The following is an excerpt from an article posted in The Detroit News, Dec 2020:

“At East Middle School in Plymouth in her seventh-grade social studies class, Shelley Lloyd is using virtual field trips, part of a program called Religious Diversity Journeys, to teach about world religions.

“One of the things I like about it is a live Q&A where they can ask questions that sometimes people are afraid to ask,” Lloyd said.

 “There is one about Sikhism that’s entitled, ‘11 Things You Want to Know About My Turban but Were Too Afraid to Ask.’

“I think it’s just so wonderful,” she said. “I’m learning about these things, as well.”

Under the auspices of the Interfaith Leadership Council of Metropolitan Detroit, Religious Diversity Journeys has expanded in 17 years from the idea of a teacher in Berkley to classes at several schools in Metro Detroit.

Kennedy Clawson works at her home school desk with her mother Rachel Clawson as they work on Religious Diversity Journeys, part of The Interfaith Leadership Council, a local group responsible for the course, at their Canton home on Tuesday, December 8, 2020.

In 2020, serendipity, a rare phenomenon during the coronavirus, struck.

Forced by the pandemic, producers, organizers, videographers and programmers scrambled beginning in March to deliver the learning online, creating virtual field trips and other course material from scratch.

Fruit of the labor is a 640%  increase in web traffic to the site of the Interfaith Leadership Council, since Nov. 1.

They also had to reconceptualize television productions related to the seventh grade classes, which are airing on the local station of the Public Broadcasting Service, WTVS-TV, including at 7:30 p.m. Monday as part of One Detroit.

Rania Hammoud, a curriculum coordinator for the Plymouth-Canton Community Schools, said the increased impact of the class, forced by a pandemic, is prized.

“We’ve been involved with Religious Diversity Journeys for three years now, and in the past only a small percentage of our seventh grade students were able to participate,” Kozler said.

“Now, so many more students and teachers can participate.

“As part of Michigan’s seventh grade social studies content expectations, students are already learning about the different world religions,” she said. “Using the RDJ resources obviously makes students make better connections to their learning.”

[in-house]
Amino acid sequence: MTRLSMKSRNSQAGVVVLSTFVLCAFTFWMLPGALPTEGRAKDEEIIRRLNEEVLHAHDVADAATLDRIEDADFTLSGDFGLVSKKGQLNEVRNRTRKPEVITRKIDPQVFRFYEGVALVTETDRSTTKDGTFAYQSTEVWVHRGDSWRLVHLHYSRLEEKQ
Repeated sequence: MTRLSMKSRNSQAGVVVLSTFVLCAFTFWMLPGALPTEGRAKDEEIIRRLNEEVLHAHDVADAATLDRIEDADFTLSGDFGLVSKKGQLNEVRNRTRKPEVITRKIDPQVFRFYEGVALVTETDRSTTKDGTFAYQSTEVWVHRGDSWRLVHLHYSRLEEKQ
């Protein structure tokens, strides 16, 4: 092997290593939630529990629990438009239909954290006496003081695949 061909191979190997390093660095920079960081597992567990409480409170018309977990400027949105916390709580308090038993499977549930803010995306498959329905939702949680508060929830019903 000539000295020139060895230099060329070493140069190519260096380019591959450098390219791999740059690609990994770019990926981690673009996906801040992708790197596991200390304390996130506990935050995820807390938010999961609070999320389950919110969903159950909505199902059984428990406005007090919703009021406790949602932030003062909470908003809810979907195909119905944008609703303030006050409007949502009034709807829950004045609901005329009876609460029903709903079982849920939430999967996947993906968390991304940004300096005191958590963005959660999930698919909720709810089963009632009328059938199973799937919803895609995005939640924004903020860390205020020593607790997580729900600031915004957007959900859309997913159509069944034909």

Before 2020, the program was in extensive use in Canton Township, Dearborn, Farmington, Hamtramck and Plymouth, according to staff at the Interfaith Leadership Council of Metropolitan Detroit.

Supporting the growth of the program, which its producers say reached 800 students last year, are a number of organizations and foundations, including First Foundation, First Presbyterian Church of Birmingham, Islamic Relief USA, the Nissan Foundation.

When COVID-19 struck, the financing some schools offer for tuitions for the program was in jeopardy. It also affected the terms of a grant used to bring some of Religious Diversity Journeys to WTVS-TV, public television, in Detroit.

Kennedy Clawson works at her home school desk with her mother Rachel Clawson as they work on Religious Diversity Journeys, part of The Interfaith Leadership Council, a local group responsible for the course, at their Canton home on Tuesday, December 8, 2020.

“What we started seeing early in the summer was school boards were zeroing out field trip budgets, said Wendy Miller Gamer, the program director for the Interfaith Leadership Council of Metropolitan Detroit.

“We projected very early on this summer that the vast majority of our schools would have no ability to pay tuition.”

Gamer said First Foundation agreed to donate more money to bring the course work and field trips to students virtually.

“We had some long-term planning and work that we really spent an intensive summer doing,” Gamer said. “We weren’t scrambling. It was very methodical and very prepared. But, it was an entirely new curriculum and an entirely new platform that we created.

“We are extremely proud that we involved 800 kids in our in person program last year,” she said. “This year, with our program online, the potential is tens of thousands of kids.”

In addition to shifting the course material entirely online, Gamer and what she described as “a whole bunch of working mothers working on their own time,” recreated the field trips to local churches, mosques and temples that are an integral part of the teaching.

 

 

Read the full post on The Detroit News

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